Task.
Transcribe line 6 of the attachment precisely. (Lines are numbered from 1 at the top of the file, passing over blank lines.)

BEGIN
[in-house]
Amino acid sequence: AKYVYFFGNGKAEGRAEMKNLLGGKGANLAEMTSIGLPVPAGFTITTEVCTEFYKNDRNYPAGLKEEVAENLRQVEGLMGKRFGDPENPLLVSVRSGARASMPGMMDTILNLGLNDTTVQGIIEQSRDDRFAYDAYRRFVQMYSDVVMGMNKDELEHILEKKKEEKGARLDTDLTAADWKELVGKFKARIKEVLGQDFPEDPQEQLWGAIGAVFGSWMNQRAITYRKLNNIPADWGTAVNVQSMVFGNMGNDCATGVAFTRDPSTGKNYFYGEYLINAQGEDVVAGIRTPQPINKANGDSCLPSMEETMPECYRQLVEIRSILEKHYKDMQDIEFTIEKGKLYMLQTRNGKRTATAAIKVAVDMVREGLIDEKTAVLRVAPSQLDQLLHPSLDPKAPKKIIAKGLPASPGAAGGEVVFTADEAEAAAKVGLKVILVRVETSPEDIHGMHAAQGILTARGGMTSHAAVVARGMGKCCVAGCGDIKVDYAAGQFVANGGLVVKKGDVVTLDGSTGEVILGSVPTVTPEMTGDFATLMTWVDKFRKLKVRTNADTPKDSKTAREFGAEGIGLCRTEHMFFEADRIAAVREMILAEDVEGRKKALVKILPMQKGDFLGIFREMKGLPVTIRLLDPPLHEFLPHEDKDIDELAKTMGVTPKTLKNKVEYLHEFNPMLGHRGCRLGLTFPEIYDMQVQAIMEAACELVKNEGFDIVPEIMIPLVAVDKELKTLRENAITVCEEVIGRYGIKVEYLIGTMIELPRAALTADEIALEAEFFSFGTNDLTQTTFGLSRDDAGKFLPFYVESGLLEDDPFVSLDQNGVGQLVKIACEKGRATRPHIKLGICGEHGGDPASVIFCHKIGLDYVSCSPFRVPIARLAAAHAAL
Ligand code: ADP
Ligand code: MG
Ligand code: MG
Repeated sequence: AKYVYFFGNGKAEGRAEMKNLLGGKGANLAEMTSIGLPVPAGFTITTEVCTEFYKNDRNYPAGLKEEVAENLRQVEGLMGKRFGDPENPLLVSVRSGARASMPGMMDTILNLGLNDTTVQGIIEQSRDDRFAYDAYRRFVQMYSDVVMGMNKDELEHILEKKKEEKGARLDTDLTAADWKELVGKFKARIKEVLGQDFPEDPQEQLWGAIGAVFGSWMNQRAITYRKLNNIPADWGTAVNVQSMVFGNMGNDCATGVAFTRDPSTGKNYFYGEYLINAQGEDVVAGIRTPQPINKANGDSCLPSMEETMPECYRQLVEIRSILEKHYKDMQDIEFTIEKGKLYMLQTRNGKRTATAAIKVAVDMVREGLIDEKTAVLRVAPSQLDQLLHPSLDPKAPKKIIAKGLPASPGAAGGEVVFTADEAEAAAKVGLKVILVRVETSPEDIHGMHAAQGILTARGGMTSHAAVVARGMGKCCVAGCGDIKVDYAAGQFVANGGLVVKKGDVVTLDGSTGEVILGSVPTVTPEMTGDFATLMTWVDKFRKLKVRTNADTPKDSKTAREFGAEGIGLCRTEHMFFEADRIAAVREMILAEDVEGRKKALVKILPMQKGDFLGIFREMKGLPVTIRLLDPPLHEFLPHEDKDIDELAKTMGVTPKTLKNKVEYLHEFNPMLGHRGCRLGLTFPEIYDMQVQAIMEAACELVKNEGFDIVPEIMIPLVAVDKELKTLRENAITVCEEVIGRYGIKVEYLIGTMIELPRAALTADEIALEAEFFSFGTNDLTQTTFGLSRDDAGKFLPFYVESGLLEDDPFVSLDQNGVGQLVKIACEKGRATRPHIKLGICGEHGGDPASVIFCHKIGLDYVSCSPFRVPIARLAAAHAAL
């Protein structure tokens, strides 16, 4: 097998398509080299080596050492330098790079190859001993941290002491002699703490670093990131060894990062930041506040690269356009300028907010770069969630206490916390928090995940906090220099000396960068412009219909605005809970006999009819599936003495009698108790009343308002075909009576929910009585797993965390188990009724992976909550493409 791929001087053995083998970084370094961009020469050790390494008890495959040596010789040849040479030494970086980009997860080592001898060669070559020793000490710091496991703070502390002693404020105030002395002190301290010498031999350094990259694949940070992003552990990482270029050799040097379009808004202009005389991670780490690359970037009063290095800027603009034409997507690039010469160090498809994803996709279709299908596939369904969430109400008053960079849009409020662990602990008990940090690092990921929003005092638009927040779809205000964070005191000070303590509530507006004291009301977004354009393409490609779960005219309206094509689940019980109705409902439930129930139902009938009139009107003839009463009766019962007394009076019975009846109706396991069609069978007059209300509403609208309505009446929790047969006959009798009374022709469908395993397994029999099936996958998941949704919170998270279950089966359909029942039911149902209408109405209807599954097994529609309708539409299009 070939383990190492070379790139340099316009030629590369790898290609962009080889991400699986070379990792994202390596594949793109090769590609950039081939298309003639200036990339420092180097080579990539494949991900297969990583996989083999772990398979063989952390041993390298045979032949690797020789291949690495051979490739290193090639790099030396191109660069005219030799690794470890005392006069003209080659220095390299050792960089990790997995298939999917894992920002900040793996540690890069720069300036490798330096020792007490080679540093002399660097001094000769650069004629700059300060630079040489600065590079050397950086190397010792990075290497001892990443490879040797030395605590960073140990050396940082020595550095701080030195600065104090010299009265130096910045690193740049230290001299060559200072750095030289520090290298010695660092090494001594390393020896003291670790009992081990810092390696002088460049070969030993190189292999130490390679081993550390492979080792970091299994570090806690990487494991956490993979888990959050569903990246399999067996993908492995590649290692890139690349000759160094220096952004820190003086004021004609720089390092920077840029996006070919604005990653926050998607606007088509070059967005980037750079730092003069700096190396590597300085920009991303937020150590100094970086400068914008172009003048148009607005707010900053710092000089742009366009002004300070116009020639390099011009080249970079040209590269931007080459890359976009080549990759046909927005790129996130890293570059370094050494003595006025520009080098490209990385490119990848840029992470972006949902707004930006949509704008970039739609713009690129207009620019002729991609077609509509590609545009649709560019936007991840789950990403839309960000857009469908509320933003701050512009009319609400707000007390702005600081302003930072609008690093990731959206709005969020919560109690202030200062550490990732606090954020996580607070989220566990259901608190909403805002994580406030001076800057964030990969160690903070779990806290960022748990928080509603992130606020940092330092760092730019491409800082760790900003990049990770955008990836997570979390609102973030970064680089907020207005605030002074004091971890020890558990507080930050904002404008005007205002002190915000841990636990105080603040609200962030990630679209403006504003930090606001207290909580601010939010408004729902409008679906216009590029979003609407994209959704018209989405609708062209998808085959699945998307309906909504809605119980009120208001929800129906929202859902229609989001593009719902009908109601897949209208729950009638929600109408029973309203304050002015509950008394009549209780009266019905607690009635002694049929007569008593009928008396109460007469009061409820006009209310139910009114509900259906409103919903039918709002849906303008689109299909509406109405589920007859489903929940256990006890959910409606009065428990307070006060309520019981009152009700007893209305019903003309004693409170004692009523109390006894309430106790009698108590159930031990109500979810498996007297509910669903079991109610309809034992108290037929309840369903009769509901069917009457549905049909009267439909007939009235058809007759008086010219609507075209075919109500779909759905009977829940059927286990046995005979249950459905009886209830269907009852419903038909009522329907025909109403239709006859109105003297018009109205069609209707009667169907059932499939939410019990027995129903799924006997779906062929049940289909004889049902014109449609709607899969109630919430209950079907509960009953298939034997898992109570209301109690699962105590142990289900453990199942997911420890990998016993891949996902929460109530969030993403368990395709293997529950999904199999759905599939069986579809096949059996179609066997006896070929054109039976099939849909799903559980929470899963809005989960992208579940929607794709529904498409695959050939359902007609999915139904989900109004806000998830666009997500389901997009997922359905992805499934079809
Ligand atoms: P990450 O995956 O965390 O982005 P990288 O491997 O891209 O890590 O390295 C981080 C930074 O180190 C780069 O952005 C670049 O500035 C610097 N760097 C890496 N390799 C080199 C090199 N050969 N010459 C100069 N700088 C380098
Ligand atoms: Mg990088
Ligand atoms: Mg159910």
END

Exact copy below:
Repeated sequence: AKYVYFFGNGKAEGRAEMKNLLGGKGANLAEMTSIGLPVPAGFTITTEVCTEFYKNDRNYPAGLKEEVAENLRQVEGLMGKRFGDPENPLLVSVRSGARASMPGMMDTILNLGLNDTTVQGIIEQSRDDRFAYDAYRRFVQMYSDVVMGMNKDELEHILEKKKEEKGARLDTDLTAADWKELVGKFKARIKEVLGQDFPEDPQEQLWGAIGAVFGSWMNQRAITYRKLNNIPADWGTAVNVQSMVFGNMGNDCATGVAFTRDPSTGKNYFYGEYLINAQGEDVVAGIRTPQPINKANGDSCLPSMEETMPECYRQLVEIRSILEKHYKDMQDIEFTIEKGKLYMLQTRNGKRTATAAIKVAVDMVREGLIDEKTAVLRVAPSQLDQLLHPSLDPKAPKKIIAKGLPASPGAAGGEVVFTADEAEAAAKVGLKVILVRVETSPEDIHGMHAAQGILTARGGMTSHAAVVARGMGKCCVAGCGDIKVDYAAGQFVANGGLVVKKGDVVTLDGSTGEVILGSVPTVTPEMTGDFATLMTWVDKFRKLKVRTNADTPKDSKTAREFGAEGIGLCRTEHMFFEADRIAAVREMILAEDVEGRKKALVKILPMQKGDFLGIFREMKGLPVTIRLLDPPLHEFLPHEDKDIDELAKTMGVTPKTLKNKVEYLHEFNPMLGHRGCRLGLTFPEIYDMQVQAIMEAACELVKNEGFDIVPEIMIPLVAVDKELKTLRENAITVCEEVIGRYGIKVEYLIGTMIELPRAALTADEIALEAEFFSFGTNDLTQTTFGLSRDDAGKFLPFYVESGLLEDDPFVSLDQNGVGQLVKIACEKGRATRPHIKLGICGEHGGDPASVIFCHKIGLDYVSCSPFRVPIARLAAAHAAL